Part 4

I have used the bush enough in my breeding work to know that it is quite compatible with garden roses generally, both as male and female parent. The same is true of Commander Gillete, a thornless descendant of R. carolina which I described in the 1985 American Rose Annual. These two roses are tetraploids and together involve the three species, rugosa, abyssinica and carolina, all of which have high resistance to blackspot. Might these two roses be useful in the problem of ridding our garden roses both thorns and blackspot?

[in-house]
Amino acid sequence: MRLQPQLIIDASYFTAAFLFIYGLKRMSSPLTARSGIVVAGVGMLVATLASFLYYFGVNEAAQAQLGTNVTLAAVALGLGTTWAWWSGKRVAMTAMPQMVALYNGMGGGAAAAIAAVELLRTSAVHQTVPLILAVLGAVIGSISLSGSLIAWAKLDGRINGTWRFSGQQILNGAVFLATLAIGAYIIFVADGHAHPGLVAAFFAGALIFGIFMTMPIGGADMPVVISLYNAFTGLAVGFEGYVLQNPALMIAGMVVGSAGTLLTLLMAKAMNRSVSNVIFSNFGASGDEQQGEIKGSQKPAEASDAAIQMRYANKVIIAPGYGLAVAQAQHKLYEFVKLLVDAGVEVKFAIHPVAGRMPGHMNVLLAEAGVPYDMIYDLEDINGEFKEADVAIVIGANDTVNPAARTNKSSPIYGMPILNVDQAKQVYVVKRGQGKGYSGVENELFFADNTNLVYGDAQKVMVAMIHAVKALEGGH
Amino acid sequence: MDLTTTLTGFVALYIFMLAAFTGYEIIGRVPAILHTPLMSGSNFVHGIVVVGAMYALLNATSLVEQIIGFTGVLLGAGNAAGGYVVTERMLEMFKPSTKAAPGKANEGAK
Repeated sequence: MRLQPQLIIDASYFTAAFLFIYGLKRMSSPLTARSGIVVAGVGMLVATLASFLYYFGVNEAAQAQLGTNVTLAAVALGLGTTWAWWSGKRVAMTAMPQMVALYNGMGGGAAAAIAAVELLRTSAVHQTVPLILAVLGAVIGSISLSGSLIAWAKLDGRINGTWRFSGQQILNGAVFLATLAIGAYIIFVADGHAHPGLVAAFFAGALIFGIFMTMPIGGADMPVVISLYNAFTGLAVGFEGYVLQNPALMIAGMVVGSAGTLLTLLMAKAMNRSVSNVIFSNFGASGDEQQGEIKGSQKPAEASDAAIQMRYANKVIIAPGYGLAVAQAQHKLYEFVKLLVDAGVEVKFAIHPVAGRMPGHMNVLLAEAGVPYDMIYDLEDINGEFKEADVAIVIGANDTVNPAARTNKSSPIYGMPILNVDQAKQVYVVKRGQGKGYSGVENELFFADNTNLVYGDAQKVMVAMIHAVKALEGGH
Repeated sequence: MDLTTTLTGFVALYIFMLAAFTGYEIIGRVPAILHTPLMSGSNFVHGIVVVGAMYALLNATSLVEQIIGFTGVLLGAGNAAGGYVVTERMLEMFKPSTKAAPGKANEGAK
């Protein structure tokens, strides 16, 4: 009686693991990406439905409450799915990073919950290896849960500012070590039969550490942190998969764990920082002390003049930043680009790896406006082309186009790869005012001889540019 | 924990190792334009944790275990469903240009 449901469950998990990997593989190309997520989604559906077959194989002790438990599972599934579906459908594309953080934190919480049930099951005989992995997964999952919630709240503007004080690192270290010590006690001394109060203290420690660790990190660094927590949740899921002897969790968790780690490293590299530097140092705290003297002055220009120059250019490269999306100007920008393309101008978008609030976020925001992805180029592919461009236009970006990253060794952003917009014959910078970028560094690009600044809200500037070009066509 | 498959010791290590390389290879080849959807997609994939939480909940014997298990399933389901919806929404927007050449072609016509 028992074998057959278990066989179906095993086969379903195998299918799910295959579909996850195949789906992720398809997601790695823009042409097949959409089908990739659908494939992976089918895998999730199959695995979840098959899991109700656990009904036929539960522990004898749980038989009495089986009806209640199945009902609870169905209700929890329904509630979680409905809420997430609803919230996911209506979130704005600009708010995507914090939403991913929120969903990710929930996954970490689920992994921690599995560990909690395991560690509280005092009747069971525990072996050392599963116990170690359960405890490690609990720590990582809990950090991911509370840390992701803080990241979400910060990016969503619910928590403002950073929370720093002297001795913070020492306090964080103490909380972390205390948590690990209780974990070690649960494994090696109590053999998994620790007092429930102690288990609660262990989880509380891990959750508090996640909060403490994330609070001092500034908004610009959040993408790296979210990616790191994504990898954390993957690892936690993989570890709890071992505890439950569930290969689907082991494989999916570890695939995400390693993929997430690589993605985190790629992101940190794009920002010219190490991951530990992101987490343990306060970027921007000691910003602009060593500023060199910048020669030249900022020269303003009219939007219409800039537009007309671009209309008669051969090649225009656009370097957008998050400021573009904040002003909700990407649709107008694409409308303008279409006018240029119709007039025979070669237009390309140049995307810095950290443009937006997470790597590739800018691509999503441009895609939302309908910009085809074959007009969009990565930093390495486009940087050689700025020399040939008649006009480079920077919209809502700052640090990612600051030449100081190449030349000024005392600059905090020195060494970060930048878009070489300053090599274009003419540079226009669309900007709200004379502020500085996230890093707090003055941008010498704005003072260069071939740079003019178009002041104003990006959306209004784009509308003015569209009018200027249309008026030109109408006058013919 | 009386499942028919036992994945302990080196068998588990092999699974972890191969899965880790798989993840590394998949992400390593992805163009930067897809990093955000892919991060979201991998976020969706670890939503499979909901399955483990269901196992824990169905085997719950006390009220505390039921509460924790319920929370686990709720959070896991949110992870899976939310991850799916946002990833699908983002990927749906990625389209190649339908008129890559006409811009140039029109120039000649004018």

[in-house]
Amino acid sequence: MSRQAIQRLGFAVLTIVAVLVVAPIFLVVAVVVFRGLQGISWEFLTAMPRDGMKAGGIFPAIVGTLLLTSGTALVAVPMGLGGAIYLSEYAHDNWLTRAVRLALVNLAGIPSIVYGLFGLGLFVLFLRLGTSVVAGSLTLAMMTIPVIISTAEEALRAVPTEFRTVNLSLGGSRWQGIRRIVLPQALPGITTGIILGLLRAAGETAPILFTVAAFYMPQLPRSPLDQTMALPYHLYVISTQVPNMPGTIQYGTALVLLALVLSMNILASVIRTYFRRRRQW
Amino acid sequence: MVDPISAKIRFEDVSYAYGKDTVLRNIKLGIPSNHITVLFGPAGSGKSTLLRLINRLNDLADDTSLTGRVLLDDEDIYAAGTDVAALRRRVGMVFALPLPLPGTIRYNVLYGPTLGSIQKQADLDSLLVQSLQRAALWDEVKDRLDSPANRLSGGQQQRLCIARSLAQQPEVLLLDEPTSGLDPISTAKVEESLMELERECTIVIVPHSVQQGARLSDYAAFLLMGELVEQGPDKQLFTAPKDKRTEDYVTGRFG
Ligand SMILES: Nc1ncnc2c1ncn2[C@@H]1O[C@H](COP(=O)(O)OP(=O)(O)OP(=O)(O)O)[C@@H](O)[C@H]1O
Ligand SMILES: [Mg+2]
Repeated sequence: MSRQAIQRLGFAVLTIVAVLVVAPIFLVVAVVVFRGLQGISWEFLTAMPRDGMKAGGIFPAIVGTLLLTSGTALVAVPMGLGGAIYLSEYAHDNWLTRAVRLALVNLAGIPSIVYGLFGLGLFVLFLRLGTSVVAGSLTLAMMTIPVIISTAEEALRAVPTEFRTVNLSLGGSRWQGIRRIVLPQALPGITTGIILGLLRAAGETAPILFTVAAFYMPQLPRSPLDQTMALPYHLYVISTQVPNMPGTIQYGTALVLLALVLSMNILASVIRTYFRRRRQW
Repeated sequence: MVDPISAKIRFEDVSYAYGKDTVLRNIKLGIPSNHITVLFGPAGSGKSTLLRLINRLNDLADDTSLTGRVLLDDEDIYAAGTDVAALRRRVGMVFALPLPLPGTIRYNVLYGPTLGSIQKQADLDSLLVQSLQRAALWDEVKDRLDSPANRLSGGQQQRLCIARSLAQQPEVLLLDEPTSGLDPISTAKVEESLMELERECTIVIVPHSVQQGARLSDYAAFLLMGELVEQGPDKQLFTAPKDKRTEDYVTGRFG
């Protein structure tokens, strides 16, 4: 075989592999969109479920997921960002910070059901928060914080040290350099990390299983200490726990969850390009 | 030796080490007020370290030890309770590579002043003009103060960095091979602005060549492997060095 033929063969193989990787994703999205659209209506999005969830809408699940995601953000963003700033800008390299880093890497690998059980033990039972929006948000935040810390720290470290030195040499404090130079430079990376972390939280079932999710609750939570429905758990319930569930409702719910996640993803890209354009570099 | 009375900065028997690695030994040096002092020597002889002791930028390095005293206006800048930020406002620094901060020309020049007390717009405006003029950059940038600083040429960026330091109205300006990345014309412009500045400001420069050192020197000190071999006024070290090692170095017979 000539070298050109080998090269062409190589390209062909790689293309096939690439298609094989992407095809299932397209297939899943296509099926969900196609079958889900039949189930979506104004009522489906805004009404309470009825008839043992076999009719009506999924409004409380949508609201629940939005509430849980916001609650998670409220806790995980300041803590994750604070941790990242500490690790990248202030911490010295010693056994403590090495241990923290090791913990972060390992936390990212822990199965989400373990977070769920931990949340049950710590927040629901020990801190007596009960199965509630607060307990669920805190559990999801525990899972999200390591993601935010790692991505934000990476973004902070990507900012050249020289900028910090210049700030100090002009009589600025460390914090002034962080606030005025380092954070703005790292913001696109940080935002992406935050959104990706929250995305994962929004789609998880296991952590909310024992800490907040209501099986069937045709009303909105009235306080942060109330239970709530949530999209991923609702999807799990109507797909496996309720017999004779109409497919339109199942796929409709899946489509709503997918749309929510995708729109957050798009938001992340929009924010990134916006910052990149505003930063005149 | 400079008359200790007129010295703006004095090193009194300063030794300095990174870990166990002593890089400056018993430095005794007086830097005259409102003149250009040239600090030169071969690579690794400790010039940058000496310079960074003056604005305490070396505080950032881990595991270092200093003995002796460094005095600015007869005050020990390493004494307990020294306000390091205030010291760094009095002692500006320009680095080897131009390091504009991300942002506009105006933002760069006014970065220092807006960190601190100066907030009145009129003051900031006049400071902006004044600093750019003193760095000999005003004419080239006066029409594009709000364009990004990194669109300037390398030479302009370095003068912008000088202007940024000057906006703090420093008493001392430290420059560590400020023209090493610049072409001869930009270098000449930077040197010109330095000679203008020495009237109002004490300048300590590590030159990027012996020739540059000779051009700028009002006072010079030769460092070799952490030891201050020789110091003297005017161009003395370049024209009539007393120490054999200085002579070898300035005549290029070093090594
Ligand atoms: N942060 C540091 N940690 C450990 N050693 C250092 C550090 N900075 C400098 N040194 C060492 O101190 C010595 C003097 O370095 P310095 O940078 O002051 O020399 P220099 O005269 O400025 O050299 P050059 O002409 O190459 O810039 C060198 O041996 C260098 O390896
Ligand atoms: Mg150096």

I believe that the governing genes for thorns are quite few in number and that thornless roses should soon begin to appear in our gardens.

For blackspot I hold a different view. For 30 years I have shattered many a lance on this worst enemy of the rose, with very little to show for it except hard experience. I believe the problem is difficult because the governing genes are probably many and give no visible of their individual contributions, thus preventing us from dealing with them one by one. Then there is the powerful temptation by the breeders to pursue the lovely blooms, neglecting all else. These are the two main reasons why we continue to bear the burden of cruel thorns and debilitating blackspot. There is a clear need for some dedicated young rose breeder out there to take on the problem, someone who believes that the glory lies as much in the bush as in the flowers.